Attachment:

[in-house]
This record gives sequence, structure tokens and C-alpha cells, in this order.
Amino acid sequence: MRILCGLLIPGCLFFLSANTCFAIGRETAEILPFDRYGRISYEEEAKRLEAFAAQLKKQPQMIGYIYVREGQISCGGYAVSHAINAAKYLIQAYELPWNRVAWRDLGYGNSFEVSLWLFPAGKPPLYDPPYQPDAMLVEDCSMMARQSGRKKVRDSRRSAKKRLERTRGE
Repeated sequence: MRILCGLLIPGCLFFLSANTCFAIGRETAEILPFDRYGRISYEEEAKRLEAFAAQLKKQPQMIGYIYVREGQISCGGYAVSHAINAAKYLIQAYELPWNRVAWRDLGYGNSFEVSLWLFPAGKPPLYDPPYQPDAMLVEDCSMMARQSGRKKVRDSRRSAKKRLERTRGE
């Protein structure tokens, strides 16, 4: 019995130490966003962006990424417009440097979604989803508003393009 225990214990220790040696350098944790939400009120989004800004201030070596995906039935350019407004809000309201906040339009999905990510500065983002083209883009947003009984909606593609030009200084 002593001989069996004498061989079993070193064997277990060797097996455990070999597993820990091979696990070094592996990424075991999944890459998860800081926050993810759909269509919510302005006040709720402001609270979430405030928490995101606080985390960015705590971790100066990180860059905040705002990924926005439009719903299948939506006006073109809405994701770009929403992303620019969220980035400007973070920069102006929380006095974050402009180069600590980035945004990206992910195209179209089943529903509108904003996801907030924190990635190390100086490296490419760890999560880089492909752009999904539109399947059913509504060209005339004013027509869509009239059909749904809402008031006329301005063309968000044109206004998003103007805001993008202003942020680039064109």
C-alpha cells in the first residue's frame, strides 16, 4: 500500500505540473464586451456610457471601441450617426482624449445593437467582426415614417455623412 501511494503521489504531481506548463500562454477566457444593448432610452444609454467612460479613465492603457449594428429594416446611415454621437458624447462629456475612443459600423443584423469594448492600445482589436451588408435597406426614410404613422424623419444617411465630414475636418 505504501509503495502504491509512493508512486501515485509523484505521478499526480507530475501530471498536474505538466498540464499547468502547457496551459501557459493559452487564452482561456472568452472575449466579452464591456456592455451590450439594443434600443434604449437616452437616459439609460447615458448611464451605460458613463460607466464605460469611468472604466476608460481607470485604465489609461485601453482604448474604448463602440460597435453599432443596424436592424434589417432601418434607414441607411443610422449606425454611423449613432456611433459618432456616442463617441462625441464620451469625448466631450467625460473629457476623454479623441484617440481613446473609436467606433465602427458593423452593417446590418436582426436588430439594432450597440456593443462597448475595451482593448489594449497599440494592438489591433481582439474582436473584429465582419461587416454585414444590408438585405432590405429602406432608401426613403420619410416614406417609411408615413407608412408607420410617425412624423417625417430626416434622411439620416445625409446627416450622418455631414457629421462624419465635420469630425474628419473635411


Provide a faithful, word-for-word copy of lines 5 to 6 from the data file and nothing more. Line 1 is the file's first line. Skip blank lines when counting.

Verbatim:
């Protein structure tokens, strides 16, 4: 019995130490966003962006990424417009440097979604989803508003393009 225990214990220790040696350098944790939400009120989004800004201030070596995906039935350019407004809000309201906040339009999905990510500065983002083209883009947003009984909606593609030009200084 002593001989069996004498061989079993070193064997277990060797097996455990070999597993820990091979696990070094592996990424075991999944890459998860800081926050993810759909269509919510302005006040709720402001609270979430405030928490995101606080985390960015705590971790100066990180860059905040705002990924926005439009719903299948939506006006073109809405994701770009929403992303620019969220980035400007973070920069102006929380006095974050402009180069600590980035945004990206992910195209179209089943529903509108904003996801907030924190990635190390100086490296490419760890999560880089492909752009999904539109399947059913509504060209005339004013027509869509009239059909749904809402008031006329301005063309968000044109206004998003103007805001993008202003942020680039064109």
C-alpha cells in the first residue's frame, strides 16, 4: 500500500505540473464586451456610457471601441450617426482624449445593437467582426415614417455623412 501511494503521489504531481506548463500562454477566457444593448432610452444609454467612460479613465492603457449594428429594416446611415454621437458624447462629456475612443459600423443584423469594448492600445482589436451588408435597406426614410404613422424623419444617411465630414475636418 505504501509503495502504491509512493508512486501515485509523484505521478499526480507530475501530471498536474505538466498540464499547468502547457496551459501557459493559452487564452482561456472568452472575449466579452464591456456592455451590450439594443434600443434604449437616452437616459439609460447615458448611464451605460458613463460607466464605460469611468472604466476608460481607470485604465489609461485601453482604448474604448463602440460597435453599432443596424436592424434589417432601418434607414441607411443610422449606425454611423449613432456611433459618432456616442463617441462625441464620451469625448466631450467625460473629457476623454479623441484617440481613446473609436467606433465602427458593423452593417446590418436582426436588430439594432450597440456593443462597448475595451482593448489594449497599440494592438489591433481582439474582436473584429465582419461587416454585414444590408438585405432590405429602406432608401426613403420619410416614406417609411408615413407608412408607420410617425412624423417625417430626416434622411439620416445625409446627416450622418455631414457629421462624419465635420469630425474628419473635411